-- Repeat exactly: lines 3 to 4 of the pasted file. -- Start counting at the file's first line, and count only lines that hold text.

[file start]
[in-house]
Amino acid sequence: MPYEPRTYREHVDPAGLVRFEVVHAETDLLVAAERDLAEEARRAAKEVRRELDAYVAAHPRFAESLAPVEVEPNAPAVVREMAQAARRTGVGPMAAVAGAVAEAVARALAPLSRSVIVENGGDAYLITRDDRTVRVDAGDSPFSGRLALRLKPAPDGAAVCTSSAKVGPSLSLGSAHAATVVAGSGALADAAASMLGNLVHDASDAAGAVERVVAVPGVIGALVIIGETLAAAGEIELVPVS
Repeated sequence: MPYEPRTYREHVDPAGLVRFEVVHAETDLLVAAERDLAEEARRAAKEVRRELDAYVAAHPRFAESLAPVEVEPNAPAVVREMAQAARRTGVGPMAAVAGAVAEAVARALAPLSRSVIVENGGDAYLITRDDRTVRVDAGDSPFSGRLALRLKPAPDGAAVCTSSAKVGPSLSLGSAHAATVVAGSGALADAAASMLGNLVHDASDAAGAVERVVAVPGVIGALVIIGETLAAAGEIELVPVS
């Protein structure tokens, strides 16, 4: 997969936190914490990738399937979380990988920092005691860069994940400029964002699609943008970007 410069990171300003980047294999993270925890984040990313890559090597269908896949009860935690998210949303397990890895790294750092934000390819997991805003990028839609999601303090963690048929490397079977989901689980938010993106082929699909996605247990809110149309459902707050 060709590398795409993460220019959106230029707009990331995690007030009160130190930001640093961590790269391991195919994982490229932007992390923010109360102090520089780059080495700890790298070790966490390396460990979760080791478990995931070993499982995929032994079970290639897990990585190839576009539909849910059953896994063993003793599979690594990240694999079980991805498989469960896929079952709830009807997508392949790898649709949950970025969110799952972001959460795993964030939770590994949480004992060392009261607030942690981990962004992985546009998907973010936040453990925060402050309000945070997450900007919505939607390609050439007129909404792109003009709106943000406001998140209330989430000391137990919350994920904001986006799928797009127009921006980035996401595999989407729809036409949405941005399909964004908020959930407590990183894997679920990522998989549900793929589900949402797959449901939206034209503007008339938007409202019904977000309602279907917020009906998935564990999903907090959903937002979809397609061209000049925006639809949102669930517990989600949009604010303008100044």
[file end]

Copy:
Repeated sequence: MPYEPRTYREHVDPAGLVRFEVVHAETDLLVAAERDLAEEARRAAKEVRRELDAYVAAHPRFAESLAPVEVEPNAPAVVREMAQAARRTGVGPMAAVAGAVAEAVARALAPLSRSVIVENGGDAYLITRDDRTVRVDAGDSPFSGRLALRLKPAPDGAAVCTSSAKVGPSLSLGSAHAATVVAGSGALADAAASMLGNLVHDASDAAGAVERVVAVPGVIGALVIIGETLAAAGEIELVPVS
């Protein structure tokens, strides 16, 4: 997969936190914490990738399937979380990988920092005691860069994940400029964002699609943008970007 410069990171300003980047294999993270925890984040990313890559090597269908896949009860935690998210949303397990890895790294750092934000390819997991805003990028839609999601303090963690048929490397079977989901689980938010993106082929699909996605247990809110149309459902707050 060709590398795409993460220019959106230029707009990331995690007030009160130190930001640093961590790269391991195919994982490229932007992390923010109360102090520089780059080495700890790298070790966490390396460990979760080791478990995931070993499982995929032994079970290639897990990585190839576009539909849910059953896994063993003793599979690594990240694999079980991805498989469960896929079952709830009807997508392949790898649709949950970025969110799952972001959460795993964030939770590994949480004992060392009261607030942690981990962004992985546009998907973010936040453990925060402050309000945070997450900007919505939607390609050439007129909404792109003009709106943000406001998140209330989430000391137990919350994920904001986006799928797009127009921006980035996401595999989407729809036409949405941005399909964004908020959930407590990183894997679920990522998989549900793929589900949402797959449901939206034209503007008339938007409202019904977000309602279907917020009906998935564990999903907090959903937002979809397609061209000049925006639809949102669930517990989600949009604010303008100044």